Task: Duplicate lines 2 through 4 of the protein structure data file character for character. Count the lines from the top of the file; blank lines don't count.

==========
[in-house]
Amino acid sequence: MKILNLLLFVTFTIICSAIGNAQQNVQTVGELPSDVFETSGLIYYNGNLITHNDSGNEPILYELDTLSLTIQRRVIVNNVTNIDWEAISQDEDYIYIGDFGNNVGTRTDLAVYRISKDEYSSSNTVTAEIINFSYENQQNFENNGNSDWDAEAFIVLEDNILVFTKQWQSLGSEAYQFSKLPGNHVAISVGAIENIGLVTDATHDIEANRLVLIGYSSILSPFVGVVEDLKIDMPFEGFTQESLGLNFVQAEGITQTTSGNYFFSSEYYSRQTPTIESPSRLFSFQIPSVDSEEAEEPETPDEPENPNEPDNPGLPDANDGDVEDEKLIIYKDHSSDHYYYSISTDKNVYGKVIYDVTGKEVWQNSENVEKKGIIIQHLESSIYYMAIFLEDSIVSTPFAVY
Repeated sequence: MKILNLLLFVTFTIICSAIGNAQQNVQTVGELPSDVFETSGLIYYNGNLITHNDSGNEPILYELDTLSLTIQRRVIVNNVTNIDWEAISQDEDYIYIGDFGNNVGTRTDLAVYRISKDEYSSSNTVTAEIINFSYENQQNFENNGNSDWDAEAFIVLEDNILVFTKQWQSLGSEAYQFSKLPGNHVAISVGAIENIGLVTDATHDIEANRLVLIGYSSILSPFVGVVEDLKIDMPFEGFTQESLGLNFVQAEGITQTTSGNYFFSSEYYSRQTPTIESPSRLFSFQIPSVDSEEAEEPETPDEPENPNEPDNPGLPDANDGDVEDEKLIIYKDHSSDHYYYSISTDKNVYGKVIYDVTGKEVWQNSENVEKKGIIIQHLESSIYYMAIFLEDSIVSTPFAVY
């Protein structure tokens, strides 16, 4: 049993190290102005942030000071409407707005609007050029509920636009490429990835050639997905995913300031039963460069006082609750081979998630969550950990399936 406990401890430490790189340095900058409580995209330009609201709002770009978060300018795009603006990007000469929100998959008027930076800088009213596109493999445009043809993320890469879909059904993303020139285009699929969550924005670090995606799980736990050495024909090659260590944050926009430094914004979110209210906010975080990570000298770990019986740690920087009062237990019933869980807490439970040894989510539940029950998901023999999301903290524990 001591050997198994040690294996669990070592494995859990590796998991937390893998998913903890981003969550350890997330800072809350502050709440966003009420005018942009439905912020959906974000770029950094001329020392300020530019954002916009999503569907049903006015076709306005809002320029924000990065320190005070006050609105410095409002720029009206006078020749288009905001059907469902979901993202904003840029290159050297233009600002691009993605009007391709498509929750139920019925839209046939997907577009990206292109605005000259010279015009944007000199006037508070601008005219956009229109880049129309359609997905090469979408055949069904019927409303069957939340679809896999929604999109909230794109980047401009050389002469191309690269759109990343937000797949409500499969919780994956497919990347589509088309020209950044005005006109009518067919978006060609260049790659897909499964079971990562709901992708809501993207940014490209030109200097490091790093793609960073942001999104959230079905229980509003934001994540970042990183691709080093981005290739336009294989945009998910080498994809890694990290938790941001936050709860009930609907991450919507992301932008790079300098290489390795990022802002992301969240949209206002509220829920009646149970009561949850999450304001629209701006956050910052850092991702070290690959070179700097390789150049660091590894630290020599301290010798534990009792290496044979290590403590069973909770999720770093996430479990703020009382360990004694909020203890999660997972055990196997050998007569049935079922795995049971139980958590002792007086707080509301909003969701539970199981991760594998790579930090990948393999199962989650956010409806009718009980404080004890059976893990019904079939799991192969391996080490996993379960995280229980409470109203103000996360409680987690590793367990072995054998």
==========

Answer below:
Amino acid sequence: MKILNLLLFVTFTIICSAIGNAQQNVQTVGELPSDVFETSGLIYYNGNLITHNDSGNEPILYELDTLSLTIQRRVIVNNVTNIDWEAISQDEDYIYIGDFGNNVGTRTDLAVYRISKDEYSSSNTVTAEIINFSYENQQNFENNGNSDWDAEAFIVLEDNILVFTKQWQSLGSEAYQFSKLPGNHVAISVGAIENIGLVTDATHDIEANRLVLIGYSSILSPFVGVVEDLKIDMPFEGFTQESLGLNFVQAEGITQTTSGNYFFSSEYYSRQTPTIESPSRLFSFQIPSVDSEEAEEPETPDEPENPNEPDNPGLPDANDGDVEDEKLIIYKDHSSDHYYYSISTDKNVYGKVIYDVTGKEVWQNSENVEKKGIIIQHLESSIYYMAIFLEDSIVSTPFAVY
Repeated sequence: MKILNLLLFVTFTIICSAIGNAQQNVQTVGELPSDVFETSGLIYYNGNLITHNDSGNEPILYELDTLSLTIQRRVIVNNVTNIDWEAISQDEDYIYIGDFGNNVGTRTDLAVYRISKDEYSSSNTVTAEIINFSYENQQNFENNGNSDWDAEAFIVLEDNILVFTKQWQSLGSEAYQFSKLPGNHVAISVGAIENIGLVTDATHDIEANRLVLIGYSSILSPFVGVVEDLKIDMPFEGFTQESLGLNFVQAEGITQTTSGNYFFSSEYYSRQTPTIESPSRLFSFQIPSVDSEEAEEPETPDEPENPNEPDNPGLPDANDGDVEDEKLIIYKDHSSDHYYYSISTDKNVYGKVIYDVTGKEVWQNSENVEKKGIIIQHLESSIYYMAIFLEDSIVSTPFAVY
């Protein structure tokens, strides 16, 4: 049993190290102005942030000071409407707005609007050029509920636009490429990835050639997905995913300031039963460069006082609750081979998630969550950990399936 406990401890430490790189340095900058409580995209330009609201709002770009978060300018795009603006990007000469929100998959008027930076800088009213596109493999445009043809993320890469879909059904993303020139285009699929969550924005670090995606799980736990050495024909090659260590944050926009430094914004979110209210906010975080990570000298770990019986740690920087009062237990019933869980807490439970040894989510539940029950998901023999999301903290524990 001591050997198994040690294996669990070592494995859990590796998991937390893998998913903890981003969550350890997330800072809350502050709440966003009420005018942009439905912020959906974000770029950094001329020392300020530019954002916009999503569907049903006015076709306005809002320029924000990065320190005070006050609105410095409002720029009206006078020749288009905001059907469902979901993202904003840029290159050297233009600002691009993605009007391709498509929750139920019925839209046939997907577009990206292109605005000259010279015009944007000199006037508070601008005219956009229109880049129309359609997905090469979408055949069904019927409303069957939340679809896999929604999109909230794109980047401009050389002469191309690269759109990343937000797949409500499969919780994956497919990347589509088309020209950044005005006109009518067919978006060609260049790659897909499964079971990562709901992708809501993207940014490209030109200097490091790093793609960073942001999104959230079905229980509003934001994540970042990183691709080093981005290739336009294989945009998910080498994809890694990290938790941001936050709860009930609907991450919507992301932008790079300098290489390795990022802002992301969240949209206002509220829920009646149970009561949850999450304001629209701006956050910052850092991702070290690959070179700097390789150049660091590894630290020599301290010798534990009792290496044979290590403590069973909770999720770093996430479990703020009382360990004694909020203890999660997972055990196997050998007569049935079922795995049971139980958590002792007086707080509301909003969701539970199981991760594998790579930090990948393999199962989650956010409806009718009980404080004890059976893990019904079939799991192969391996080490996993379960995280229980409470109203103000996360409680987690590793367990072995054998």